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Right hand turn facing uphill.

OldBoots

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I have been practicing in my neighborhood the last few days. One location has a right hand turn pointed up a small hill. If you are starting from a stop pointing uphill you supposed to hold the bike in location with the rear brake (meaning right foot) while you manage the throttle and friction zone on the clutch to get started. If you are making a hard turn from a stop you are suppose to start with the foot on the side you are about to turn towards down. So I guess my point is I was taking this turn way too wide because you need the right foot to keep you from rolling back and going into the turn with my left foot down which means your body is starting aimed somewhat left. Am I overthinking this and should I just anticipate taking a turn like this wider than usual and just make sure there is space?

This may be a total newb question but it was weird enough that I wanted to ask more experienced riders.

Thanks for your help!
 

670cc

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I consider myself an experience rider, with over 40 years of riding time. I have learned to operate the throttle and front brake at the same time, with one hand, of course. I ease off the brake lever as I slowly engage the throttle. This works very well for me in a situation where I need my right foot or both feet on the ground. It may take some practice for a new rider to master, but it is the only method I know of for that situation, for a two wheeler with a right foot rear brake pedal.

If you’re on an automatic scooter with a left hand rear brake lever, this situation is not a problem. It also surprises me that Honda didn’t put the rear brake up on the left hand on NC DCT models. That would allow both feet to be free. At least one of our members, Wedders, has done that modification.
 

OldBoots

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I ended up keeping one finger in the throttle with the thumb, and three on the brake to stop rolling back. That is counter intuitive but it works.
 

Oldbear

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I’ve always just put the left foot down, regardless of what turn I was making. Hold with the rear brake, release it as you roll on the wick and engage the clutch. The ONLY time I put the right foot down is (1) it’s impossible because of terrain to touch with the left foot, or (2) at a stop where I’m just wanting to trench my legs with both feet on the deck. If I do the latter on a hill, I’ll hold the bike with the front bike. Dont do it often, but it’s not hard. Be Very careful using the front brake at low speeds when you’re turning (or you’ll get the practice picking up your bike).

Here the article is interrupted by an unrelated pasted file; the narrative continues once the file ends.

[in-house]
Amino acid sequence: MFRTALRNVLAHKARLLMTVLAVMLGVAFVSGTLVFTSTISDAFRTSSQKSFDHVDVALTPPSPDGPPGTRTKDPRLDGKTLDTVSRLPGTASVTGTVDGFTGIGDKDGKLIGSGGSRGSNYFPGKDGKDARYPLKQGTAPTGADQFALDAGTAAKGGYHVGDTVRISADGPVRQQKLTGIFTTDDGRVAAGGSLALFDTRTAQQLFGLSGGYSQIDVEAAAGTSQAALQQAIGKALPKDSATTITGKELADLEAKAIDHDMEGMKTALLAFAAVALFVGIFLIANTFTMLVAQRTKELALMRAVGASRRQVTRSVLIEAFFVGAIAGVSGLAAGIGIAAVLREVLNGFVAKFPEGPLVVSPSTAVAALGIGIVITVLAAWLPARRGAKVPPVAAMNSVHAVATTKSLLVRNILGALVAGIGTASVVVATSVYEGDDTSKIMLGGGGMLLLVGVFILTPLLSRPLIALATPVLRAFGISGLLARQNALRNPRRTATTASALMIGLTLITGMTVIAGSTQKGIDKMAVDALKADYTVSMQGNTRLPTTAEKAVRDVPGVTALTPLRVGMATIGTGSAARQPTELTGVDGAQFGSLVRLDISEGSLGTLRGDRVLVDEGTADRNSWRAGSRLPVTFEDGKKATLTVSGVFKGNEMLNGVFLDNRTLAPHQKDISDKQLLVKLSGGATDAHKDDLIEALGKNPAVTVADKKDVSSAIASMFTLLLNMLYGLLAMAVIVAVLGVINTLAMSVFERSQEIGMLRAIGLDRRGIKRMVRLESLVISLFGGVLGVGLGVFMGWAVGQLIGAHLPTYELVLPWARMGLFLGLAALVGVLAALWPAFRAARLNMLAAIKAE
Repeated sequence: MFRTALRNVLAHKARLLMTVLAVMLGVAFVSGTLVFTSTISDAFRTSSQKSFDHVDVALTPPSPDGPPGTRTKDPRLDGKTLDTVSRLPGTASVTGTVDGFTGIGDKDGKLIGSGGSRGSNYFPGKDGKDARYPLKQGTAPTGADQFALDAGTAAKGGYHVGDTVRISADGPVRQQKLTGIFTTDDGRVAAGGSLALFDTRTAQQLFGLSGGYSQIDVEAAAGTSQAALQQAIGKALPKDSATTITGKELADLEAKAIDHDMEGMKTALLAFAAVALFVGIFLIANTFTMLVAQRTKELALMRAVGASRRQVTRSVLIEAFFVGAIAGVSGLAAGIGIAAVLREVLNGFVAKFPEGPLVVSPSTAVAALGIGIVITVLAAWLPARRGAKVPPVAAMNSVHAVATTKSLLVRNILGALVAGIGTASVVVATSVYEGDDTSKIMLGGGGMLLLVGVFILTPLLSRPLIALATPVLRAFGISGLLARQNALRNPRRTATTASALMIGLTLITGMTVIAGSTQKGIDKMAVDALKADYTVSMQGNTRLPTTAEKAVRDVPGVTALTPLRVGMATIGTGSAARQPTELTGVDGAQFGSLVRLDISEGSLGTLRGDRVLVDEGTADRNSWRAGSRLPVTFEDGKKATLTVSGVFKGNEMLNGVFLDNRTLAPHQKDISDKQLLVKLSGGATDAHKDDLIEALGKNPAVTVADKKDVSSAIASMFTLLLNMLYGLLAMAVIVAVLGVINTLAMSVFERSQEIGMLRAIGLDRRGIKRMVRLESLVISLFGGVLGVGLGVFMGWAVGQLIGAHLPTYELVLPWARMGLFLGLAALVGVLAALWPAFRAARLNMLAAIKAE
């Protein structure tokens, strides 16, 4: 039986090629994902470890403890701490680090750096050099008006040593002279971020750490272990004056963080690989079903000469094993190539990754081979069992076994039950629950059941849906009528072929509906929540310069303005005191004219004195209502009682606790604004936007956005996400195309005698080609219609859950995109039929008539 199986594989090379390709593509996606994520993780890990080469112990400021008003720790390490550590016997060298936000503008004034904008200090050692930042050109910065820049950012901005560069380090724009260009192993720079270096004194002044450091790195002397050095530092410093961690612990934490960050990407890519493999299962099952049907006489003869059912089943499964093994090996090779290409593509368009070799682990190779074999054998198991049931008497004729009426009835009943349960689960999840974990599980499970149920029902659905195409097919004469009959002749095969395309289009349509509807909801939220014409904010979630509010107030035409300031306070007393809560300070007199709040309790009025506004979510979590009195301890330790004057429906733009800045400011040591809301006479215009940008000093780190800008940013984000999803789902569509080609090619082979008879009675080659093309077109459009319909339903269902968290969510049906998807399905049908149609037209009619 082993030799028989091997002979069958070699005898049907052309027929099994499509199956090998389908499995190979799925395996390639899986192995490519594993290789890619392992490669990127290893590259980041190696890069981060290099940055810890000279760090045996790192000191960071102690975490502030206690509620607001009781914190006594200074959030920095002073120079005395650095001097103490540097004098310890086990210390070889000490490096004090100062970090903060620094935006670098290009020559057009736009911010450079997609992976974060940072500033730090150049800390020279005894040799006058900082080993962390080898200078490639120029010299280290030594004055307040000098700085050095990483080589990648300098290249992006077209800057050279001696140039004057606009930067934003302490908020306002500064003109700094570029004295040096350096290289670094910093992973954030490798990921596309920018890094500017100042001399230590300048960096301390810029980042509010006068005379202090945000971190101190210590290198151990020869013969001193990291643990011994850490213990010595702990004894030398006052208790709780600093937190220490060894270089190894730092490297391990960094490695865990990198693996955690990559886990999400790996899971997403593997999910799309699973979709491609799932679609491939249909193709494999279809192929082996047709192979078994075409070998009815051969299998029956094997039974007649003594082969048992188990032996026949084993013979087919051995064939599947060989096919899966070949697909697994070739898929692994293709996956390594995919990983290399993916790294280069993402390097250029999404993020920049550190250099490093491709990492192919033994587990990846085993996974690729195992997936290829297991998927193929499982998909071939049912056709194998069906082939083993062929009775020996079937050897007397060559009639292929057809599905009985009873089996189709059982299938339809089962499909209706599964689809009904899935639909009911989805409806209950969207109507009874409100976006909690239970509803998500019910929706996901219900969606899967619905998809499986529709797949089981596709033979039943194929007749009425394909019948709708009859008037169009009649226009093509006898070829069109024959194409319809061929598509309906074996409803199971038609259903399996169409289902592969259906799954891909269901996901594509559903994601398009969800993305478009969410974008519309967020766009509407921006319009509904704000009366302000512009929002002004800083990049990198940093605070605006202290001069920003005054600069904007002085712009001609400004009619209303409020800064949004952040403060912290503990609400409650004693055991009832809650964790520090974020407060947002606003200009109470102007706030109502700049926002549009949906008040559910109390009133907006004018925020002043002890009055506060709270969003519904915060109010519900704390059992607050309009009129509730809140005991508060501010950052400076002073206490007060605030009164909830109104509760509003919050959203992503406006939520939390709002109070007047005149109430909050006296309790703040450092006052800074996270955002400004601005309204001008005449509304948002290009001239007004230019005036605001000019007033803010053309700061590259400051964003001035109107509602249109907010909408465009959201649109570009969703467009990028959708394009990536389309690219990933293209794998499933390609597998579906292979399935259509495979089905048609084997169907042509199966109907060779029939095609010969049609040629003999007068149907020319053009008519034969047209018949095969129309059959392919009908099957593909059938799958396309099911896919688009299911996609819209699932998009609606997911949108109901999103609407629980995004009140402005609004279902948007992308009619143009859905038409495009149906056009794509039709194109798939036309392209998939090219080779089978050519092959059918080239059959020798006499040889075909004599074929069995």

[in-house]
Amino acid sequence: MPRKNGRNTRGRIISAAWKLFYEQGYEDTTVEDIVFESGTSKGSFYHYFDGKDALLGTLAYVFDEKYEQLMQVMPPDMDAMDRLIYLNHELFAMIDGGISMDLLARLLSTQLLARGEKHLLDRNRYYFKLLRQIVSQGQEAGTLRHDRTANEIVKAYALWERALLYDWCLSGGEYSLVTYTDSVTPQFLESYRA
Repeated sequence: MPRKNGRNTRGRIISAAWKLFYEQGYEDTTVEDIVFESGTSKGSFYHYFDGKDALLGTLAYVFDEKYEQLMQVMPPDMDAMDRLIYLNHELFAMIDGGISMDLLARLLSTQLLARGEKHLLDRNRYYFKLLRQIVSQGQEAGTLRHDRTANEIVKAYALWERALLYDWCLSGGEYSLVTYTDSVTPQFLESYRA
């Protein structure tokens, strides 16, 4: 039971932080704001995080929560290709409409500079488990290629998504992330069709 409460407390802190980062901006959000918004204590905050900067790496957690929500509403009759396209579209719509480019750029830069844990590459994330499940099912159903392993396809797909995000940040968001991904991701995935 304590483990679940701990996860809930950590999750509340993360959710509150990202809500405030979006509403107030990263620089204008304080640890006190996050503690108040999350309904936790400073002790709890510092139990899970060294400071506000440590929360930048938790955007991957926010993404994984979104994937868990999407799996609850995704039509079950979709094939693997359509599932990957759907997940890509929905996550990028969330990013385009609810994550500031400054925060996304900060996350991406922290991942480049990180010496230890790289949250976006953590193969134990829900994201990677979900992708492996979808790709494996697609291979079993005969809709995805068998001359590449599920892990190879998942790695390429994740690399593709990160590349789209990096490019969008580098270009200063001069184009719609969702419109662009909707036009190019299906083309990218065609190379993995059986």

OldBoots

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After a few weeks I have learned that some of the advice from the MSF is much more conditional than they portray. Doing the throttle and brake is too much for one hand to do reliably.
 

TheIronWarrior

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I’ve always just put the left foot down, regardless of what turn I was making. Hold with the rear brake, release it as you roll on the wick and engage the clutch. The ONLY time I put the right foot down is (1) it’s impossible because of terrain to touch with the left foot, or (2) at a stop where I’m just wanting to trench my legs with both feet on the deck. If I do the latter on a hill, I’ll hold the bike with the front bike. Dont do it often, but it’s not hard. Be Very careful using the front brake at low speeds when you’re turning (or you’ll get the practice picking up your bike).
Same here, always left so I can hold brake with the right. I've never had problems with tight right turns from a stop. I haven't tried every right turn in the world, so it's possible there are some out there that are much more challenging than I've seen though.
I will switch legs to shift into N if the stop is prolonged and I need to uncramp my clutch hand, but always switch back to the left foot to start rolling.
 
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